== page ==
Fisheries and Resources Monitoring System

Pelagic armourhead - South East Atlantic
Marine Resource  Fact Sheet
Stock status report 2014
Pelagic armourhead - South East Atlantic
Fact Sheet Citation  
Owned bySouth East Atlantic Fisheries Organisation (SEAFO) – More
Related observationsLocate in inventorydisplay tree map
FAO Names: en - Pelagic armourhead, fr - Tête casquée pélagique, ru - Рыба-кабан
Geographic extent of Pelagic armourhead - South East Atlantic
Main Descriptors
Considered a single stock: No        Spatial Scale: Regional
Management unit: Yes        Reference year: 2013
Biological State and Trend
State & Trend Descriptors
Exploitation rateModerate fishing mortality
High fishing mortality
Abundance levelLow abundance

The only fishery for Pelagic armourhead (southern boarfish) in recent years has been the Korean trawl fishery for southern boarfish that started in 2010. In the period 2010-2013 two fishing vessels participated, F/V Adventure and F/V Dongsan Ho, and there was no fishery this year as of September 2014. The fishery is described as a midwater trawl fishery, but the observer records submitted to SEAFO include a high proportion of hauls recorded as “Demersal” (94% of the observed tows). Whether or not these trawls were bottom trawls remains uncertain, and this is an issue that needs further attention and clarification.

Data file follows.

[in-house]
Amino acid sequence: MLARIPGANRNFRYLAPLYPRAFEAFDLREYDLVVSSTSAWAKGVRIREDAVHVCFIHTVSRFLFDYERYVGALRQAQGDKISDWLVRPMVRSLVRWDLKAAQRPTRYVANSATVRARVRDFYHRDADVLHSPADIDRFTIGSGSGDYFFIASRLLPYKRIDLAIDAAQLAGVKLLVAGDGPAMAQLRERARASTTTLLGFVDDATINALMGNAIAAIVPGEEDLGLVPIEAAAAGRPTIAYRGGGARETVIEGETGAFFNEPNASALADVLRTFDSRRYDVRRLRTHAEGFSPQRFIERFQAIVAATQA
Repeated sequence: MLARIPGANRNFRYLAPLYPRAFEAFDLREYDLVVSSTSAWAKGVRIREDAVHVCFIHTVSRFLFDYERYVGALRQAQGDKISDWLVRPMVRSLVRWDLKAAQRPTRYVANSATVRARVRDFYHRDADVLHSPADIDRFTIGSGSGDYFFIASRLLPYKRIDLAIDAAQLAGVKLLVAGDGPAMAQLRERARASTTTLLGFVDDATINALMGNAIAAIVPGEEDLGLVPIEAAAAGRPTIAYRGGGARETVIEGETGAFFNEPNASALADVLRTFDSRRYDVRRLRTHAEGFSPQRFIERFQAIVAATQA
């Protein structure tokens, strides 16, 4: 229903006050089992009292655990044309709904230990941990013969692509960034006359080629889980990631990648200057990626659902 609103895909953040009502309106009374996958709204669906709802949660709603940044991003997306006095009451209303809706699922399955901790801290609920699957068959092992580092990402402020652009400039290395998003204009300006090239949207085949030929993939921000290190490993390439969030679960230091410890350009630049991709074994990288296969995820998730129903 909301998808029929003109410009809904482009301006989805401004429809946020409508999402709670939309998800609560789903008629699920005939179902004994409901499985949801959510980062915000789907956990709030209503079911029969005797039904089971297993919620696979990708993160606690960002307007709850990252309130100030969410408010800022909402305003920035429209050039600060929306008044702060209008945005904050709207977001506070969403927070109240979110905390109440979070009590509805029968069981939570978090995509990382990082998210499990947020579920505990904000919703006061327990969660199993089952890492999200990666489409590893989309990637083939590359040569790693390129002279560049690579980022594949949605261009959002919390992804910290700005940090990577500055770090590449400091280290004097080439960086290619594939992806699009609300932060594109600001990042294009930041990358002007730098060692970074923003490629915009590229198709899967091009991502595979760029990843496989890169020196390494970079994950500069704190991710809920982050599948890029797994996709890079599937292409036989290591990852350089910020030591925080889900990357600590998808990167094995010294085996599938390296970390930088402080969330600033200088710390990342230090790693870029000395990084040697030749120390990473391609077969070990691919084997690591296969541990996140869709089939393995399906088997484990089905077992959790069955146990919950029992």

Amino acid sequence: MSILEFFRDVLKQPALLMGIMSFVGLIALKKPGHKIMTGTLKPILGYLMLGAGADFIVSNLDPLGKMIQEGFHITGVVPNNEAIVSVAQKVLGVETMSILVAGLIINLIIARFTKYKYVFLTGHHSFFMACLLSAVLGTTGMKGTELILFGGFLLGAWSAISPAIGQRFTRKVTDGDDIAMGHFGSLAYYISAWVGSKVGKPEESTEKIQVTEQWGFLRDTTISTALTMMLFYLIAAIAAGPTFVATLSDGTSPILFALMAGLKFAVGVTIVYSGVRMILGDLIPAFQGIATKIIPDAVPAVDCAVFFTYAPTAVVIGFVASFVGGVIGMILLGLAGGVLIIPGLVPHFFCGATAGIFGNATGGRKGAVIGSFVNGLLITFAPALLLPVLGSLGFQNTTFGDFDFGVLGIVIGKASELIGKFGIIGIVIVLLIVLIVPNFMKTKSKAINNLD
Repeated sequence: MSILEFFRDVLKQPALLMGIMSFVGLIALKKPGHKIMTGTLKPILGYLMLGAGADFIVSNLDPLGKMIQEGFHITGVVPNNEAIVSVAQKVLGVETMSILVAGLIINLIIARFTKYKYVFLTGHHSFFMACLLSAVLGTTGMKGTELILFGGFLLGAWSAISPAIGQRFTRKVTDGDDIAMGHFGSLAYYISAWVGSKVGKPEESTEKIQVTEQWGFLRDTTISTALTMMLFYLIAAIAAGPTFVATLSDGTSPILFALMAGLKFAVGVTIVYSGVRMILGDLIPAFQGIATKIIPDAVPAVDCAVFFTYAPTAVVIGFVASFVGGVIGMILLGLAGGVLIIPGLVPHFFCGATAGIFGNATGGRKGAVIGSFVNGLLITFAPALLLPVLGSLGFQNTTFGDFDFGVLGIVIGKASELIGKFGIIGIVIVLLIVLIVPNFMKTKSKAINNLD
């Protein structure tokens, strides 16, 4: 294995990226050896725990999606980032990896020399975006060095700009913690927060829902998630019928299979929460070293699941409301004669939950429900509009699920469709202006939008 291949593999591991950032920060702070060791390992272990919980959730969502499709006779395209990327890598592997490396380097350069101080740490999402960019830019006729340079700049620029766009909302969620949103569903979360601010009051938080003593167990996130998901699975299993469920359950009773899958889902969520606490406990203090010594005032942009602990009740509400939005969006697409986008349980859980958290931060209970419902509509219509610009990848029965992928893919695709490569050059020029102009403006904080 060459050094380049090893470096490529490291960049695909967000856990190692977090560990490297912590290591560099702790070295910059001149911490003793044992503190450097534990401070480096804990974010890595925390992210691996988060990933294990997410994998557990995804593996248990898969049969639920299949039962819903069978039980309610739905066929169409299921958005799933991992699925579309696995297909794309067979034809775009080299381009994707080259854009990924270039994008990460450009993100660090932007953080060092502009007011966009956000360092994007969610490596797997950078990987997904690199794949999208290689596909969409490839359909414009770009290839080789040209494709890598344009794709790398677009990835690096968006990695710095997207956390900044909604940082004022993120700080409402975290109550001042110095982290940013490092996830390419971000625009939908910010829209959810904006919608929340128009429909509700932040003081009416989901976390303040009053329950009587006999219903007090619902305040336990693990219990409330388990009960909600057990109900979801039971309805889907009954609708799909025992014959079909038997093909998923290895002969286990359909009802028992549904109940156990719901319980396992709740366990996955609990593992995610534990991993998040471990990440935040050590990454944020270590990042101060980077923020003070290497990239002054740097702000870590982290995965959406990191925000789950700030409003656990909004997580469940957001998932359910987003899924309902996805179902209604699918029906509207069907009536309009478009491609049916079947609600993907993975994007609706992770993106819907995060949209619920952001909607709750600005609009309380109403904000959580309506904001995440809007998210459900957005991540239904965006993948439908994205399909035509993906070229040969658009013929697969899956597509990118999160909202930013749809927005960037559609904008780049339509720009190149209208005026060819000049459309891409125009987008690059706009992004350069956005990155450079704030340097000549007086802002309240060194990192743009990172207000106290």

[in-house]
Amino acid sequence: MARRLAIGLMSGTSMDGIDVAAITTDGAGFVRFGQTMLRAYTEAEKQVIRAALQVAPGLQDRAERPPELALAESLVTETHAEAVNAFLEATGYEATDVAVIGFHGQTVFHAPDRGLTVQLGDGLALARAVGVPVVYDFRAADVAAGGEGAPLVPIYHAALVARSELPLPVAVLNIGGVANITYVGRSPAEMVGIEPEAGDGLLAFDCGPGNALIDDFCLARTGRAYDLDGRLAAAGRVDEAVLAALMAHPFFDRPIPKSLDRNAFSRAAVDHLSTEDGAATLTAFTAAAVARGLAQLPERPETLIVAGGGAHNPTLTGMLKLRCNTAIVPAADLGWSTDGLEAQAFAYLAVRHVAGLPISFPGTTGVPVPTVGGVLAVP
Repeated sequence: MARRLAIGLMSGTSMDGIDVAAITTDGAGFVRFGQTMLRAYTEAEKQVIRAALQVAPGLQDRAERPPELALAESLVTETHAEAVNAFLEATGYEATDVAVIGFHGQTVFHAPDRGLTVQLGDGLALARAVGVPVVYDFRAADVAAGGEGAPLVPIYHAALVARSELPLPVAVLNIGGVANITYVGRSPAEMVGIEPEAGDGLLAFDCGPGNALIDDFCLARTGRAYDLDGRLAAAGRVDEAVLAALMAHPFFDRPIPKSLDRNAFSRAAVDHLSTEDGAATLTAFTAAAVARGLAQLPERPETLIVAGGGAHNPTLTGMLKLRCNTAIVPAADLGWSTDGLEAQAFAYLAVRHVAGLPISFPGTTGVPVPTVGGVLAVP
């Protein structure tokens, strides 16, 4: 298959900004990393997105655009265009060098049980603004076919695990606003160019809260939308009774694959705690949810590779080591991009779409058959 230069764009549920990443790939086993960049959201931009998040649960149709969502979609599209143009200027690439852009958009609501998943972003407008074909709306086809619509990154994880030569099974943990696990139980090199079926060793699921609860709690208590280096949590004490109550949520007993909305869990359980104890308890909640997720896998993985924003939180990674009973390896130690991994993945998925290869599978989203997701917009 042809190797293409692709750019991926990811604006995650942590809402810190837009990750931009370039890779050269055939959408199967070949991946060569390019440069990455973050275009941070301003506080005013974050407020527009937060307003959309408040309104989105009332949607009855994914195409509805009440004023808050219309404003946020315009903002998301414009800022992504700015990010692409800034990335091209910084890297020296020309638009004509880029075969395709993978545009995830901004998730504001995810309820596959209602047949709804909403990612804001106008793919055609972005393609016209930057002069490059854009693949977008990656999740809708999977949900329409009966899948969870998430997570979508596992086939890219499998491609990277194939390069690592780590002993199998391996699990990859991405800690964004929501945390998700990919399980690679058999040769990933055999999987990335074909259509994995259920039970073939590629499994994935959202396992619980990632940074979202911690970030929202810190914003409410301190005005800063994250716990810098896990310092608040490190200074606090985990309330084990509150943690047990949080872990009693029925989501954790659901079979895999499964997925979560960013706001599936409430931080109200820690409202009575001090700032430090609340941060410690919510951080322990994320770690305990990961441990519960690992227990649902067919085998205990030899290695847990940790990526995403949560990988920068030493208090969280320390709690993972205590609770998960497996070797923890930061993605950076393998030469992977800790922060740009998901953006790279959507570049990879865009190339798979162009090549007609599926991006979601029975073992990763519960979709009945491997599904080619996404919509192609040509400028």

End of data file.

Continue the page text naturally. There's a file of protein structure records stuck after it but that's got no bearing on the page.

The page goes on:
Habitat and Biology
Climatic zone: Temperate.   Bottom type: Unspecified.   Depth zone: Slope - Upperslope (200 m - 500 m).   Horizontal distribution: Oceanic.   Vertical distribution: Demersal/Benthic.   Geo Form: Seamounts.  

The Pentacerotid Pseudopentaceros richardsoni (Smith 1844) is a southern circumglobal, benthopelagic species inhabiting outer shelf and upper continental shelves as well as seamounts and underwater ridges (100-1000 m) between 0 and 1 000 m depth (Heemstra, 1986). The species inhabits such habitats at e.g. Tristan de Cunha, on the Walvis Ridge and seamounts off South Africa (Southeast Atlantic); south of Madagascar (Western Indian Ocean) as well as in southern Australia, New Zealand and the Southeast Pacific. The potential distribution area in the SEAFO CA and adjacent waters is shown in Figure 1. It is unlikely that the species is abundant south of about 40OS, i.e. in Sub-Area D.

It is known from adjacent areas that adults inhabit the steep and flat hard bottoms down to 800 m on the seamounts and underwater ridges in the open ocean. Eggs, larvae and juveniles are pelagic. Pelagic armourhead recruit to the summit of the seamounts after approximately 4 years of pelagic life and thereafter aggregates.

Geographical Distribution
Jurisdictional distribution: High Seas Purely

During the period from 2010 to 2013 Korean trawler vessels (Dongsan Ho and/or Adventure) conducted a targeted fishery for Pelagic armourhead in the southern and northern parts of the Valdivia Bank, in Division B1 of the SEAFO CA. In 2013, a single haul was also conducted at North Walvis Ridge in Division B1 (Table 1, Fig. 2, lower).